Wednesday, April 16, 2008

The Orphan

Spending nights on an empty stomach had become a habit to Pearl. She had been going through the same drill ever since she had joined the organization. She never complained. She just maintained her unwavering candle-like silence. Selfless, nonchalant and unassuming; but deafening nevertheless to the open mind.

The peon had switched off the lights. Darkness. Only dots of light on monitors fought on. They blinked like fireflies that could not fly. Probably they wanted to. But even if they did, they never told her. Nobody told her anything. Not even a word of appreciation. Not even a gesture of gratitude. Nothing. It was not as if she was unwilling to share her frustration or her dreams. But no one bothered.

The familiar sound of the creaking glass door was unmistakable. The peon was leaving. She let out a subtle sigh – one audible only to those blessed with that fast vanishing emotion called empathy. Like everyone and everything else, he’d also left without acknowledgement. It was one of those rare moments when she felt the urge to stray; to let go of her noble principles. Why serve such people, with utmost commitment and receive indifference in return. But why? It was probably something in her genes. Some sort of karma. Something she could do nothing about. She sighed again. The same old sigh.

As loneliness slowly overpowered her cynicism, she began to feel better. Her gaze slowly turned towards herself. She could see her reflection on the glass pane of the nearby cubicle. She looked at her sturdy frame. It was not completely devoid of beauty. It was firm. Though not as shapely as some of the new entrants in the office, she still had a thing or two left in her. The neat white cap, her only accessory, still reminded her of her glory days.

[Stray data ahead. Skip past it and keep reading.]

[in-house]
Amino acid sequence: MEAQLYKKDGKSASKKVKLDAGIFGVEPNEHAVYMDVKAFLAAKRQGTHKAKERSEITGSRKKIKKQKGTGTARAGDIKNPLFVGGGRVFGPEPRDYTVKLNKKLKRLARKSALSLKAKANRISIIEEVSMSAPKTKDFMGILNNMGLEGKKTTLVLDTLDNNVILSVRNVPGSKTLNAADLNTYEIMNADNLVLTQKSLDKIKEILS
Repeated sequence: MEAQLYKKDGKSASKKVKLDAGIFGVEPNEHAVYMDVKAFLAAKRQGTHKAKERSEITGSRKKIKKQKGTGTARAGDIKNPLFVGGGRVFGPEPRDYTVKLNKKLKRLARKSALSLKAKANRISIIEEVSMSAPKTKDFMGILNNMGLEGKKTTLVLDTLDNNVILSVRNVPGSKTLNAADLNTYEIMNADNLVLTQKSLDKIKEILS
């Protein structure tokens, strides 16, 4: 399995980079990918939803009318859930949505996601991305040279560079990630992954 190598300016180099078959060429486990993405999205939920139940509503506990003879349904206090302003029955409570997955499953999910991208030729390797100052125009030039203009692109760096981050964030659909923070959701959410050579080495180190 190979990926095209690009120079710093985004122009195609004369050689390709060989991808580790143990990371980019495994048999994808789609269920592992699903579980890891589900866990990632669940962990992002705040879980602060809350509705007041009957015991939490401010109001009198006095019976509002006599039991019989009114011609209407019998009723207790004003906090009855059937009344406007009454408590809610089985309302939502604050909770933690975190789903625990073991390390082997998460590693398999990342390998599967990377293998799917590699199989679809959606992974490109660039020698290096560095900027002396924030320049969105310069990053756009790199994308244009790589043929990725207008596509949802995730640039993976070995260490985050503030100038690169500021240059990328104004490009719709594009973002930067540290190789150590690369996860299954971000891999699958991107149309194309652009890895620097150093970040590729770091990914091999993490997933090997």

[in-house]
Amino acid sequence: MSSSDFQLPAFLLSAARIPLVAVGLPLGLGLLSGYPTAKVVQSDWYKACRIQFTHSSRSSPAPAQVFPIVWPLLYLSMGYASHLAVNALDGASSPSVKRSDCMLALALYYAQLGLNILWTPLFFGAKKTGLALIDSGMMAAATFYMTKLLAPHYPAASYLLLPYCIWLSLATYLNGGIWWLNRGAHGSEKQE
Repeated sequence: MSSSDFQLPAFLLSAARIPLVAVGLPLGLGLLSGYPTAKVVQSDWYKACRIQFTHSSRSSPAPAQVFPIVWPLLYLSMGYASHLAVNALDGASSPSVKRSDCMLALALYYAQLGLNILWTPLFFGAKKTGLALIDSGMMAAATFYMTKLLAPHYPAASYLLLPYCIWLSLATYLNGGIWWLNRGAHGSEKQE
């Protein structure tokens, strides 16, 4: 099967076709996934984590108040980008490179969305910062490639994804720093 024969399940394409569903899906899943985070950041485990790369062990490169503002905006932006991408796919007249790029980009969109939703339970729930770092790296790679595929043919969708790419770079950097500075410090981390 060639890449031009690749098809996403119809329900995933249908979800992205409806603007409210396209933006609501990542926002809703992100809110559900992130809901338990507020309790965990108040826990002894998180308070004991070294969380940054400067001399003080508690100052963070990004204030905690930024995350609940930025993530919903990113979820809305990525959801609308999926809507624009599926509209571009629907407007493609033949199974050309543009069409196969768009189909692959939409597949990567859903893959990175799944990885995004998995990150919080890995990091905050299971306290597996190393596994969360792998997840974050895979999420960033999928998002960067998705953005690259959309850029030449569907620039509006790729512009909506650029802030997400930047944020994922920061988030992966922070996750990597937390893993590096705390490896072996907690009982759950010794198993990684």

She was not the only new entrant on the day. But she was different. She was trendy and classy. As she treaded down the corridor, there were quite a few eyes on her. She had loved most of the attention. But a part of it, planted a fear in her mind. Those eyes green with envy. The ones that knew she was there to take their place. The realist in her realised that one day those eyes would be hers. But the optimist decided to enjoy the glory of the moment. An attractive young man who took more than a fancy towards her, decided to make her his. And as he carried her in his arms, she felt fulfilled; and wanted. And she felt all that beyond those eyes that had turned greener.

Sadeep, her new patron, was a tall, lean man. He was also her first. Beads of nervousness trickled down her spine as he approached her. As it turned out, he was also gentle. He treated her with utmost care and possessiveness. He would not let anyone else near her. She felt safe with him near her. They ate together. They went out for a smoke together. There were even times when they went home together. She loved his home. Home. It was a new world to her. Confined in the insides of giant walls since birth, the office was the only glimpse of the outside world she’d had. Home, with its warmth and peaceful, but not-so-lonely nights, was a perfect getaway. She loved Sadeep for taking her there, and opening a new dimension to her. And in return to all he gave her, she quenched his thirst, through day and night.

Sadeep did not come in the next day. Might have fallen sick, she thought. She could hear whispers. Jealous bitches, she uttered under her breath. But as the whispers in the office remained whispers no more, she realised with a shock that it was sympathy, and not jealousy. Sadeep had left the job. Her formless heart broke into a million formless pieces. She felt pain – in an inexplicably excruciating way. She later realised that it was her heart breaking. But at that time, it was new. It felt as if her virgin innocence had ruptured. The peon had left her by her patron’s desk. She was full and brimming as she waited for him. All for nothing. Then, it began to sink in. The same damned feeling. Déjà vu. Again. Without a word. She looked around. She felt like an orphaned zombie as she sat on his desk. And then, she noticed. Those eyes; they were not green anymore.

Monday, April 14, 2008

A cigarette's role reversal!

Over time, we have explored and identified every possible damage that a cigarette can cause to one’s health. As a result of constant research, we have run out of hazards and more importantly, the world has heard and had enough. So, do we give up now? No. A big blatant NO. Why? Because we are TBWA. We don’t give up. We disrupt.

I am new to TBWA and hence unfamiliar with the intricacies of the disruption process. However, I know the basics. And therefore…

Convention: Cigarette Kills